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Japan Railway (JR) Tokai's new bullet train "Shinkansen N700" speeds before Mount Fuji during a test run in Shizuoka prefecture.

Utah wasn't part of the regional high-speed rail system President Barack Obama targeted with $8 billion in stimulus funds earlier this year, but that hasn't stopped the Utah Transit Authority from getting involved. UTA's trustees have agreed to pay $5,000 a month to join an alliance that includes Las Vegas; Reno, Nev.; Phoenix and Denver — cities hoping to connect with each other using fast trains.

Frankly, it's an idea that deserves shovelfuls of skepticism.

Proponents say the trains would travel between 120 mph and 250 mph, and they would be run by electricity, making them far cleaner than airplanes or automobiles. In some other countries, such trains already are in operation, thanks to government subsidies.

Unfortunately, the clean-and-green argument seldom seems to move the free market, where business travelers demand speed and vacationers keep an eye on expenses. Today, an Amtrak train from Salt Lake City to Denver takes 15 hours and costs about $130 round trip. The same trip on a discount airline costs less than $200 and takes between 80 and 90 minutes. Proponents of high-speed rail say the same trip would take about twice as long as a flight, and skeptics say a ticket would cost about twice the Amtrak fare. But even that fare would be subsidized, and that's the biggest problem with high-speed rail.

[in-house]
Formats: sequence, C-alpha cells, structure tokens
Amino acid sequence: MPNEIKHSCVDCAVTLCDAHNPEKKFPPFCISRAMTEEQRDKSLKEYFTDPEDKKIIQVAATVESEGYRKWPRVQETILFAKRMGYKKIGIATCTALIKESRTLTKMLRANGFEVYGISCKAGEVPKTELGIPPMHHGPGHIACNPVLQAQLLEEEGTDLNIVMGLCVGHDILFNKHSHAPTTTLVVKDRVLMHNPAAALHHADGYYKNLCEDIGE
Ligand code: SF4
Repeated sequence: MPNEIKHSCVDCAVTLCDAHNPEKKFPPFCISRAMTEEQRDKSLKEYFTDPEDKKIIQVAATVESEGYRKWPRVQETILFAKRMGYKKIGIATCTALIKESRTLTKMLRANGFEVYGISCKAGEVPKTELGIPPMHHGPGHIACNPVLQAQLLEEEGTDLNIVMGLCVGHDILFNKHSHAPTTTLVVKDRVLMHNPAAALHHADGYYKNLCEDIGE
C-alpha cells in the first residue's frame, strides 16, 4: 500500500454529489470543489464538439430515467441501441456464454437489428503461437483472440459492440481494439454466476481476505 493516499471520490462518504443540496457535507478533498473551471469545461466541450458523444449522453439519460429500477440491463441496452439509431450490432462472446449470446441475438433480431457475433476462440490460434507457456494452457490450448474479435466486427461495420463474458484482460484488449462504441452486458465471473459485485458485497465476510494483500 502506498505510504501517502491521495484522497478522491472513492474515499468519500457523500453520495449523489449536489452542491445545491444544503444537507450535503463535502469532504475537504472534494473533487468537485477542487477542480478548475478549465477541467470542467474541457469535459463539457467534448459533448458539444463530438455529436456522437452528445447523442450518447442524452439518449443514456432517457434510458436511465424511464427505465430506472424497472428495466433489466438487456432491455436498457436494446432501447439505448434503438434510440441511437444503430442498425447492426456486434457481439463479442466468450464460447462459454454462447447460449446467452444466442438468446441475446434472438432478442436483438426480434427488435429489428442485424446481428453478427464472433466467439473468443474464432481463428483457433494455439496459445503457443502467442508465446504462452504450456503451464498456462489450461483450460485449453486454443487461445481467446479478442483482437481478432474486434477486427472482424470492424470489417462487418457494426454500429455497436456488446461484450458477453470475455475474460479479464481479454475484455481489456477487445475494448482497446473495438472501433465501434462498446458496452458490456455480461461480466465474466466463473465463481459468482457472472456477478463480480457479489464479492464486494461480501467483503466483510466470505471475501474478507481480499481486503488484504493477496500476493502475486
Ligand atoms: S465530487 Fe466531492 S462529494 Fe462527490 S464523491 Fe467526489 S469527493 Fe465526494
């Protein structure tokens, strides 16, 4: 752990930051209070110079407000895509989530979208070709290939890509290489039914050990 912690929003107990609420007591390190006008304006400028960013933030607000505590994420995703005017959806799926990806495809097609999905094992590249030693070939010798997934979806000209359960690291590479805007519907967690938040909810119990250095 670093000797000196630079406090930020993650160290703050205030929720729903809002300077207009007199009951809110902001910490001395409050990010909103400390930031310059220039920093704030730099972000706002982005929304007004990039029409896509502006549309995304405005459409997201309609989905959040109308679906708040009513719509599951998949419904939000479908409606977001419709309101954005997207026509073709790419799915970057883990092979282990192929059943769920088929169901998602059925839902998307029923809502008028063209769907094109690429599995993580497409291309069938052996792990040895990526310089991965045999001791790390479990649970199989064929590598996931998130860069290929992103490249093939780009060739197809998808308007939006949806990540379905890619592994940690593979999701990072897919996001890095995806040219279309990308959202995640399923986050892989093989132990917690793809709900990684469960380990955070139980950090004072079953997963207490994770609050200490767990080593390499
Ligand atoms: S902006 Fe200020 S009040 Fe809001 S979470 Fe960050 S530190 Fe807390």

For decades now, the federal government has subsidized Amtrak on the belief that it is good for the environment. Indeed, the environment would benefit if everyone who planned to drive or fly decided to take the train instead. And yet the rail service carries a paltry few passengers, even in heavily populated Eastern corridors. Few factors weigh heavier on the minds of travelers than speed and price.

In general, rail works best in places with a high-density population and between cities that aren't too spread apart. As anyone who has driven cross country will attest, most of the United States remains sparsely populated. In the West, cities are spread far apart, separated often by mountain ranges.

UTA has done well to attract funding and build a network of light and heavy rail within the Salt Lake metropolitan area. When that system is built out, it will give many, if not most, residents here a real alternative to driving between key points. But there is no indication that the market demands high-speed rail, or that it will pay extra to ride it, so long as airplanes do the job faster and quicker.

Obama's high-speed rail subsidy is a bad move in any part of the country, but it seems especially foolish in the Mountain West.